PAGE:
Paris 2005 Burzo-Motoki

  Difficulty: Intermediate   Keywords: Strategy
Motoki-Burzo 1-10  

Dieter: White is Cornel Burzo, Black is Noguchi Motoki. I know Cornel as the teacher of one of my friends. Against lower dan players, he can find the most amazing sequences. I found it very instructive how Motoki calmly dealt with his challenges. It looks very simple, almost as if I were able to play like this myself.

B7 is the 3-4 point, low approach farthest pincer. The usual pincer is at a. W8 looks very much like the 3-5 point, low approach, press variation. It is, to my eyes, a strange choice, since any wall will be neutralized by the far pincer. A two-space jump at b is more logical. I would be interested to know why Cornel chose to press. Incidentally, there are 4 pro games up to B5. White invariably plays W6 and Black pincers high (but one space more to the left, that is at a, one example being the first game of the 13th Tengen title match) in three cases.

Motoki - Burzo 11-20  

The W2-W4 combination reminds of a trick play described in Ishida's dictionary, but here the ladder doesn't work:

Motoki Burzo 21-30  

B1 calmly connects and leaves the choice to White where to suffer the damage. W6 looks like a big mistake. I think a would have been better but still advanhtageous for Black.

Tapir: White can either push at W28 (likely in sente) before drawing the attachment stone out with W20 - this seems to be a current line of play - or alternatively play W18 at a.

Motoki Burzo 31-40  

The marked Black stone makes it possible to send the ladder downstairs, instead of leaving bad potential at the upper right. (you can figure out the ladder)

Having the initiative with B3, I'm quite sure Black has the lead here. B7 painfully exposes the lack of real strength in White's position (I wouldn't have thought of it that way before seeing B7. One tends to overestimate the power of ponnuki sometimes).

The alternative  

dia. [0]: If W1 here instead of W6 two diagrams ago, there would be more aji in the ladder. Still, I guess capturing three stones is big fow Black, and his marked stone is not too affected.


(German: " ... oda jeta nich?" Just a joke for German speakers (esp. with Berlin dialect, can be erased)

The alternative-alternative (1)  

tderz: This is a geta and therewith better than a ladder..

Dieter: Yes, but I am not sure that the cut at W7 is desirable for Black.

tderz: That's why I labelled already the letters c to e. (Dieter: Yes I noticed, so we only differ in judgment) The evaluations of this white threat c to e will differ (black+circle or white+circle at circle is not yet played) from player to player.
To capture cutting stones in Geta looks attractive to me. Black has already cashed in, while White still had to come up with a plan to harras B8+black+circle in an effective way.

We could start a sub-page from here.

The alternative-alternative (2)  

tderz: If white wants to escape the geta, there waits another ladder a for her.
(A black atari at c would not be answered by d, rather by white a or b. Hence Black cannot set up the shorter & safer ladder b. (Bb-Wa-Bc-We(not Wg)-Bd-We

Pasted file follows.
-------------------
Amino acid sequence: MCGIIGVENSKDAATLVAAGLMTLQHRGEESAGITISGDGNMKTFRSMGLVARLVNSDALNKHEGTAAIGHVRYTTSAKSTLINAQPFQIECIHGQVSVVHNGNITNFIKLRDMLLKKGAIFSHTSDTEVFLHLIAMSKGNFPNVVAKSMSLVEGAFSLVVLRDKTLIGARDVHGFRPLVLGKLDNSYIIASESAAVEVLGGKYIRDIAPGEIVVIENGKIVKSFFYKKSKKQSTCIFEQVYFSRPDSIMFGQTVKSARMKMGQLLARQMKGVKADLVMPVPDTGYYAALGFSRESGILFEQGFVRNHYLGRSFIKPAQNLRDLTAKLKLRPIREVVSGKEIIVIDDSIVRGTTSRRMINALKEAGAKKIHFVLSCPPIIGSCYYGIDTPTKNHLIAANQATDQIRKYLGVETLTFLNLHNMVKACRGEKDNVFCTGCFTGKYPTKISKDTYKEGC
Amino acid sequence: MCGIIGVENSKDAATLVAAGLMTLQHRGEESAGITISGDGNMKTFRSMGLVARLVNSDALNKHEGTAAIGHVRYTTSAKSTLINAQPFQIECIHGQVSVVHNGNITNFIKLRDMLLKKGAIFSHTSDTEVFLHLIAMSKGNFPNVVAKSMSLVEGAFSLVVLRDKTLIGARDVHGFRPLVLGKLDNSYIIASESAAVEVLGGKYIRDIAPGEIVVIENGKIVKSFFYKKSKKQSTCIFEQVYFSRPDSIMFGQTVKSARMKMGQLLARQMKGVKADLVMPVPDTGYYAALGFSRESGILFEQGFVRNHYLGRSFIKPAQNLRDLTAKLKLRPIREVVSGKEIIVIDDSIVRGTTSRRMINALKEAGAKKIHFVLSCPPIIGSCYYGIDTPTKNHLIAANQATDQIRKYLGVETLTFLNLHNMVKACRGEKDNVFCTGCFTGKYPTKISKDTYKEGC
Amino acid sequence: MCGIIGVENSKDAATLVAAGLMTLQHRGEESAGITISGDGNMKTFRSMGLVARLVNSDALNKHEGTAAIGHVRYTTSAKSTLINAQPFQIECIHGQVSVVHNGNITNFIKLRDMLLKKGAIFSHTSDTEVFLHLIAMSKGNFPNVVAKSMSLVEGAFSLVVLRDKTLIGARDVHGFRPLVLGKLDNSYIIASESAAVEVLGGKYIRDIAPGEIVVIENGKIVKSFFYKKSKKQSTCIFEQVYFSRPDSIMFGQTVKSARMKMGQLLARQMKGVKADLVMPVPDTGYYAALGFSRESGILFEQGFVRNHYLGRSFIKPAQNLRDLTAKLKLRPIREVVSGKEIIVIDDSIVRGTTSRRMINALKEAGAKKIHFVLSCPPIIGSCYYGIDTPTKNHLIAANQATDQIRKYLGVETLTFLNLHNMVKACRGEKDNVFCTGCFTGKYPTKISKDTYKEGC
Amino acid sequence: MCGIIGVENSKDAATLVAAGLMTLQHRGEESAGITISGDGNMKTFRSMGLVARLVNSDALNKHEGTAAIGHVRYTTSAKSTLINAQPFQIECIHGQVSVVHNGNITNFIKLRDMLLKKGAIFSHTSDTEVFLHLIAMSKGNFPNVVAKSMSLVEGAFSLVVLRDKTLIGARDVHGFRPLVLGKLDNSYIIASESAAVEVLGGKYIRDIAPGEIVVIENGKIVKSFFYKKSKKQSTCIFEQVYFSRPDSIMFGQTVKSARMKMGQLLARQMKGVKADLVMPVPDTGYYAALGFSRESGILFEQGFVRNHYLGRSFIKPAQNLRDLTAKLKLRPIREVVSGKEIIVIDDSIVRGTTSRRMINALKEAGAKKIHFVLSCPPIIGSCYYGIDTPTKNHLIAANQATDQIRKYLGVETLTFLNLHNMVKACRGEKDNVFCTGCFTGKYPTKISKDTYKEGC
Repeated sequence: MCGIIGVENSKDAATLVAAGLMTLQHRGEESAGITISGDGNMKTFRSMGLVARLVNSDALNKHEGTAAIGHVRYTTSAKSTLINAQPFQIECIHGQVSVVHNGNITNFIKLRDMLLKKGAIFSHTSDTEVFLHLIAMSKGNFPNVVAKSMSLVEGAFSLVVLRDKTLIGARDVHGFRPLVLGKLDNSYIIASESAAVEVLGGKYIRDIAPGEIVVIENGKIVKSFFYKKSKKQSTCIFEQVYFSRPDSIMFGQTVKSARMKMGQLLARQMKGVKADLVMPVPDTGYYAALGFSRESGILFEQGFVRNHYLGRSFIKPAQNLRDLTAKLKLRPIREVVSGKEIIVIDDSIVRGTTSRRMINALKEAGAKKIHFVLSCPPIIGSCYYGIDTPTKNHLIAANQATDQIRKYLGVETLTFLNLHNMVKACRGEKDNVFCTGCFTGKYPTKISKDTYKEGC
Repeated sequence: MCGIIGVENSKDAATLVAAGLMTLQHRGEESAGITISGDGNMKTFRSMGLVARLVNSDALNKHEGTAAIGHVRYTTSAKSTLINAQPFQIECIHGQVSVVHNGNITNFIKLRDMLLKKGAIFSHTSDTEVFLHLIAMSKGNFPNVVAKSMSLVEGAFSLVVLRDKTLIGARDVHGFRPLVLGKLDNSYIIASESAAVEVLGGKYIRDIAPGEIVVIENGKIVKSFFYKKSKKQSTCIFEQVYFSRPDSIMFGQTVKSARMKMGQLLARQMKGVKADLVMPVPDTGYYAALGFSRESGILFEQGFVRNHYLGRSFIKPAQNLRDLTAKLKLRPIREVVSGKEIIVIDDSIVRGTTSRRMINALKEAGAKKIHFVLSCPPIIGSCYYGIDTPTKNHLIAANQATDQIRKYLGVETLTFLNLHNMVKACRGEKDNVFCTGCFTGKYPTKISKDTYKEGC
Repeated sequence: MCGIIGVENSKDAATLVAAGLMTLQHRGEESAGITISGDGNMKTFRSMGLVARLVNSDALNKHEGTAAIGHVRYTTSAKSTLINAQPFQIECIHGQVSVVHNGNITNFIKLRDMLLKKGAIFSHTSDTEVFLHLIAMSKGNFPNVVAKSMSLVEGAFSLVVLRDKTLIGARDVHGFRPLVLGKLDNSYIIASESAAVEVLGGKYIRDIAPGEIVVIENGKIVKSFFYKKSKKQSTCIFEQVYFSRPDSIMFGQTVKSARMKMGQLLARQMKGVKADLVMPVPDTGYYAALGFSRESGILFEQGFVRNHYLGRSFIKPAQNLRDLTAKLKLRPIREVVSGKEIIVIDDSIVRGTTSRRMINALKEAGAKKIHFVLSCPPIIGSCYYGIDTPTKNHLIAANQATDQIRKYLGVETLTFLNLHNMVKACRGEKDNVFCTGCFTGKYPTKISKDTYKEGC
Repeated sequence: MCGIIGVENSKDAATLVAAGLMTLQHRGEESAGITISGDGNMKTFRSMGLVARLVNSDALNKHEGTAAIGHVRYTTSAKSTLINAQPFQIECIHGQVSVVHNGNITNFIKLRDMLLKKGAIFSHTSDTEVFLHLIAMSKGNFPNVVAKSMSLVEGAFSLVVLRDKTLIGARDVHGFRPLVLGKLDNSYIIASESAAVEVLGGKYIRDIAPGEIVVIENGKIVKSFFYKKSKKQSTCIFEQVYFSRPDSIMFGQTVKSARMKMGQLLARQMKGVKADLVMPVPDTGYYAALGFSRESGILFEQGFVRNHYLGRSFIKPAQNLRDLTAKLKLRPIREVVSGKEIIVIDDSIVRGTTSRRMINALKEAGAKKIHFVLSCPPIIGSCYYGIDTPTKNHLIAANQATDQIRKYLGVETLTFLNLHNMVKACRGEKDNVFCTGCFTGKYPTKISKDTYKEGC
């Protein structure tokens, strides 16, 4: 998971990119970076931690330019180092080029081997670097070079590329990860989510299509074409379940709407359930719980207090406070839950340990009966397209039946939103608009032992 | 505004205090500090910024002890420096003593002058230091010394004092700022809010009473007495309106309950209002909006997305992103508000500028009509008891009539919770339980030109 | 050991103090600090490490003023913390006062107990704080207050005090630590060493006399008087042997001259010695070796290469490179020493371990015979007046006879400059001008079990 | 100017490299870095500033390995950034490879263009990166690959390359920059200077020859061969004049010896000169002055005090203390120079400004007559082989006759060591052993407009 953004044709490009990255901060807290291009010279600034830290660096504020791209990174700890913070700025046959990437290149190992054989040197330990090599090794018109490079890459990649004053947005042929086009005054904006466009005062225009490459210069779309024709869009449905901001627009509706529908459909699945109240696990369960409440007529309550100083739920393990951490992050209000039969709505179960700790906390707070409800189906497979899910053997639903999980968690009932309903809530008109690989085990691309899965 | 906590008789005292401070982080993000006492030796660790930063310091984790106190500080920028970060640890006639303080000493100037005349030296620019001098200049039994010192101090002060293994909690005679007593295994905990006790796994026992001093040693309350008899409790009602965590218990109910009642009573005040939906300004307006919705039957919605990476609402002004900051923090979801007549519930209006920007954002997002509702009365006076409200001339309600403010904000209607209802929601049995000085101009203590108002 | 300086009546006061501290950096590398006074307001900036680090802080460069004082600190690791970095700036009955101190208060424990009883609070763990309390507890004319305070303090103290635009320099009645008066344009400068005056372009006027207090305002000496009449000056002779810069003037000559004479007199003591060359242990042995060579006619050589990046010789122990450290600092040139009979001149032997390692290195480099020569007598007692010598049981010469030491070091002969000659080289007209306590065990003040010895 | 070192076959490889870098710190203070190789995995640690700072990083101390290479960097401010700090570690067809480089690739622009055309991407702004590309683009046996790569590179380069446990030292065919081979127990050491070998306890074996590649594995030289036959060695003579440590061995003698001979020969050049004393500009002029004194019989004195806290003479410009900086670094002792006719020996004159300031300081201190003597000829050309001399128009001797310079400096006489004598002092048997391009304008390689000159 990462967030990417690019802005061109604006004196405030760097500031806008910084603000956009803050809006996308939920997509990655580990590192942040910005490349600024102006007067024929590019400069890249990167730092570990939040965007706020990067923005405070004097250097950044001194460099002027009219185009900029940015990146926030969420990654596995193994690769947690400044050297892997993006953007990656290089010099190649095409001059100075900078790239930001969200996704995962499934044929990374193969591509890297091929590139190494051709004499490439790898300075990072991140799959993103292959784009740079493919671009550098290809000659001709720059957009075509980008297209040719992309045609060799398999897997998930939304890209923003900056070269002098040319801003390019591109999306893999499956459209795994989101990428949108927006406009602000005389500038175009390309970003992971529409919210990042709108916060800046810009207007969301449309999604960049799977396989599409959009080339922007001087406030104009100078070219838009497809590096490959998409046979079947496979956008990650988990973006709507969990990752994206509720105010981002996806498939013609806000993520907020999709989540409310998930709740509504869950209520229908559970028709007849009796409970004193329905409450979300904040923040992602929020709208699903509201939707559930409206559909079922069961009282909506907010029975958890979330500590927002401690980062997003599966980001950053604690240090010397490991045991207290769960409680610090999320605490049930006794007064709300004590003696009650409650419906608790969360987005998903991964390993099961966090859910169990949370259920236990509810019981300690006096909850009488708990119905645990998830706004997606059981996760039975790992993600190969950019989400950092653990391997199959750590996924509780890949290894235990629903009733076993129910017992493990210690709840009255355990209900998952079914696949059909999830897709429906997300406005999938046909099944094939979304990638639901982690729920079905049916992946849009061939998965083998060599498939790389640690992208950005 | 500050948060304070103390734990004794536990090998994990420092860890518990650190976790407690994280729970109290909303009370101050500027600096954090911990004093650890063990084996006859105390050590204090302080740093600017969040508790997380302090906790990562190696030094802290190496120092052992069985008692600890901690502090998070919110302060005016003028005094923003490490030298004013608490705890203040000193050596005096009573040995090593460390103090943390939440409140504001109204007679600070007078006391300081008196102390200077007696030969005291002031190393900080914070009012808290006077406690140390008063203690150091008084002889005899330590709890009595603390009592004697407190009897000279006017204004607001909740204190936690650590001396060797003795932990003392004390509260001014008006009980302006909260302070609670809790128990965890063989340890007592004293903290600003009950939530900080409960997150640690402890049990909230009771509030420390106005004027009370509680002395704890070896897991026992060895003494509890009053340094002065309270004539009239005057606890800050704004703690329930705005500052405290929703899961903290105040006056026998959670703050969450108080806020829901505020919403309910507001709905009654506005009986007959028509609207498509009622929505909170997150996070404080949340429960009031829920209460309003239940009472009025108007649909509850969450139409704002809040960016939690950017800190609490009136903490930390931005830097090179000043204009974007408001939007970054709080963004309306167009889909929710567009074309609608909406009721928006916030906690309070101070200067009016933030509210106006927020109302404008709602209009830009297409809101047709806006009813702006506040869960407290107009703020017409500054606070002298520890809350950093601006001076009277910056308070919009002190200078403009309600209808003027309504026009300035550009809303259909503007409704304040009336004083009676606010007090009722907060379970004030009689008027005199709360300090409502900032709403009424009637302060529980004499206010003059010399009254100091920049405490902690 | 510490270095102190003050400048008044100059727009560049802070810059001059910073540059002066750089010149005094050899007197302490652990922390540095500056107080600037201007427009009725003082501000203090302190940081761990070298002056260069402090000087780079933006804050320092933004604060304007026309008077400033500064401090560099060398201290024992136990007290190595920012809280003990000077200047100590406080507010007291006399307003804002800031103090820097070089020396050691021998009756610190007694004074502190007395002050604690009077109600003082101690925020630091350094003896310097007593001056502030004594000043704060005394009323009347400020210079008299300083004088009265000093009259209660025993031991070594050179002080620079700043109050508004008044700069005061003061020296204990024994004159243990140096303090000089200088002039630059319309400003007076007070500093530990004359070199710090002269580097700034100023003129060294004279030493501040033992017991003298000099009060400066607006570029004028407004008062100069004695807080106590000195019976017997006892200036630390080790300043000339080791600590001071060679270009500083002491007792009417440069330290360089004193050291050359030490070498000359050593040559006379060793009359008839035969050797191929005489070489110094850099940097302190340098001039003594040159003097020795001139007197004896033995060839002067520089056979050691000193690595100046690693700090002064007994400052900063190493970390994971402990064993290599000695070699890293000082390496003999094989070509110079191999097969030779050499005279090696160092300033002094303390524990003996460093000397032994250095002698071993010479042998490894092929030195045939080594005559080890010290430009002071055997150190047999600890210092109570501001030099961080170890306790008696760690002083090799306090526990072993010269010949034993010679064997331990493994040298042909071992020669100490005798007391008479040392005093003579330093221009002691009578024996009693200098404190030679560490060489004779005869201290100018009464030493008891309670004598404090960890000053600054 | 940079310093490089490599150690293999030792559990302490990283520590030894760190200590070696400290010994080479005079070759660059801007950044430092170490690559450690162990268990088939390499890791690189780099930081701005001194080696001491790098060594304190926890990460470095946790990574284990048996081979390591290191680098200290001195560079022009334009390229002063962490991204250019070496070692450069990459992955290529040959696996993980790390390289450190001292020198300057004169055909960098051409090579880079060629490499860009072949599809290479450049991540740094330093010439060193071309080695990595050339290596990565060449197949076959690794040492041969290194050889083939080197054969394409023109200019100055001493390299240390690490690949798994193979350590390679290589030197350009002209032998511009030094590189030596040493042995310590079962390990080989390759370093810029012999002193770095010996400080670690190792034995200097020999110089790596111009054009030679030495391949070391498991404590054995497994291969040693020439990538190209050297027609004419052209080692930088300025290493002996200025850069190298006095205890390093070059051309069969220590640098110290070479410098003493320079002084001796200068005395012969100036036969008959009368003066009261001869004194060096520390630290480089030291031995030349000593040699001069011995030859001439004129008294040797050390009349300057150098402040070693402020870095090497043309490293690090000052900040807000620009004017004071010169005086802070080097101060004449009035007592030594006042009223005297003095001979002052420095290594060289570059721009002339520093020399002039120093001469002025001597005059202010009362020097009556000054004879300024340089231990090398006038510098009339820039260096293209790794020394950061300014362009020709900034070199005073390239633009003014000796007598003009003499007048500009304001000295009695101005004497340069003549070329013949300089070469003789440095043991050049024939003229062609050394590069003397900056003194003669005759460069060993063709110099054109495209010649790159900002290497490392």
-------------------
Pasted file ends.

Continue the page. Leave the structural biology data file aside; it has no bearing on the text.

I do not have formed an opinion right now on which ladder would be preferable (depends on top right aji).

The alternative-alternative (3)  

tderz: White prevents the ladder ...
by directly capturing with W5,
however the connection at B8 threatens the geta B9-g again and White had to do the ugly push W9. (On the other hand, Black is divided into two groups, which might give White a chance.

The alternative-alternative (3)  

tderz: Seeing the direction of this ladder heading to the middle of the top-right black ogeima shimari, I might prefer the former editors original ladder in dia [0] above.
It will have less bad aji vs. black.
Black could still revert to the ladder of dia [0], but then B4 and B6 are aji-keshi.

The two ladders  

Dia[0]'s right edge of the ladder projects at the shimari at x, above's ladder at y.


Dieter: W5 @ black+circle. Still, there is a plain ladder, and White has sente. Better for Black, but no net. But I refer to the above diagram, where the net has the cost of the pincer stone being severely cut off.

Motoki Burzo 41-50  

W4 is an unusual but possible variation to the 3-3 point invasion. W6 looks like a mistake. Black calmly hanes at B7.

Motoki Burzo 51-55  

After establishing a safe position at the upper left, Black takes another big point at B5. One cannot help feeling that White is being pushed around.

Chin Si-Yeong (B+0.5) vs. Gu Li, Samsung Cup 2008  

Tapir: I like this line of play, because it demonstrates what is at stake with the simple push B21. Black can choose a wholly different game nothing forces Black to insist on living in the corner. In fact the corner is pretty small w/ only 16 points of territory.

Chin Si-Yeong (B+0.5) vs. Gu Li, Samsung Cup 2008 (B31 at black+circle, W32 at B27 etc.)  
Chin Si-Yeong (B+0.5) vs. Gu Li, Samsung Cup 2008  
Chin Si-Yeong (B+0.5) vs. Gu Li, Samsung Cup 2008  

Paris 2005 Burzo-Motoki last edited by tapir on September 15, 2011 - 19:26
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